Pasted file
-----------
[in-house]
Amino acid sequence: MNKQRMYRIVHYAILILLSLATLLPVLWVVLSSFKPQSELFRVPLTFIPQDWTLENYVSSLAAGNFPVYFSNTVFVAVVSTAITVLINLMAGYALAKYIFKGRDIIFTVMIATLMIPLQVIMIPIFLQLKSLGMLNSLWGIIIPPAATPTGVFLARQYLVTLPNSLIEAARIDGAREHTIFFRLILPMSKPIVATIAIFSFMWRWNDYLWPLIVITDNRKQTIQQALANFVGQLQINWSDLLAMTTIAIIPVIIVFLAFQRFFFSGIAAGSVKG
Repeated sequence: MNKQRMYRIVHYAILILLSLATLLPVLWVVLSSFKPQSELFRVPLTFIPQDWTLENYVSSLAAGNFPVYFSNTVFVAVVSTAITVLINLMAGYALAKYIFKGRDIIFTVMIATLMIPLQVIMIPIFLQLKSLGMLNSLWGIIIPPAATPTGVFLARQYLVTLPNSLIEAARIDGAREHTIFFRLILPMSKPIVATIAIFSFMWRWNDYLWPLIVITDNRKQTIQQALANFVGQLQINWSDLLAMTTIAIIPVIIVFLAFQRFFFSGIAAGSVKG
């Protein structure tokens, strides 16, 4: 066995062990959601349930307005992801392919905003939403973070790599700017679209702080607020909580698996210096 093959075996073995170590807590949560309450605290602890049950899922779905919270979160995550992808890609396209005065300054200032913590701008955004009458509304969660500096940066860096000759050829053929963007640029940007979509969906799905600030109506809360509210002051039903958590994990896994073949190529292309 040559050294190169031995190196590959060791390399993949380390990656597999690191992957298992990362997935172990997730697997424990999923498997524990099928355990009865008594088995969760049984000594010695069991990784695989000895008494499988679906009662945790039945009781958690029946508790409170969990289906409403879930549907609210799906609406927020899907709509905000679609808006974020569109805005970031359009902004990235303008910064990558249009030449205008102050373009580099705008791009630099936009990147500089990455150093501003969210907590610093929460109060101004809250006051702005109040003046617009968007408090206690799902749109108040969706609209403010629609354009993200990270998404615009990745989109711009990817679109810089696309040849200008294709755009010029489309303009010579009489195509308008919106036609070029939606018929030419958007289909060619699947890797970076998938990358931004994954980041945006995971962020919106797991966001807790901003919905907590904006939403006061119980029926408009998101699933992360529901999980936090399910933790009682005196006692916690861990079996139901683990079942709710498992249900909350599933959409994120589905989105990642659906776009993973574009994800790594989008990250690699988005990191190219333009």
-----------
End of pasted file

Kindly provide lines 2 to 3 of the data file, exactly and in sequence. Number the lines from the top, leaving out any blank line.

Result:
Amino acid sequence: MNKQRMYRIVHYAILILLSLATLLPVLWVVLSSFKPQSELFRVPLTFIPQDWTLENYVSSLAAGNFPVYFSNTVFVAVVSTAITVLINLMAGYALAKYIFKGRDIIFTVMIATLMIPLQVIMIPIFLQLKSLGMLNSLWGIIIPPAATPTGVFLARQYLVTLPNSLIEAARIDGAREHTIFFRLILPMSKPIVATIAIFSFMWRWNDYLWPLIVITDNRKQTIQQALANFVGQLQINWSDLLAMTTIAIIPVIIVFLAFQRFFFSGIAAGSVKG
Repeated sequence: MNKQRMYRIVHYAILILLSLATLLPVLWVVLSSFKPQSELFRVPLTFIPQDWTLENYVSSLAAGNFPVYFSNTVFVAVVSTAITVLINLMAGYALAKYIFKGRDIIFTVMIATLMIPLQVIMIPIFLQLKSLGMLNSLWGIIIPPAATPTGVFLARQYLVTLPNSLIEAARIDGAREHTIFFRLILPMSKPIVATIAIFSFMWRWNDYLWPLIVITDNRKQTIQQALANFVGQLQINWSDLLAMTTIAIIPVIIVFLAFQRFFFSGIAAGSVKG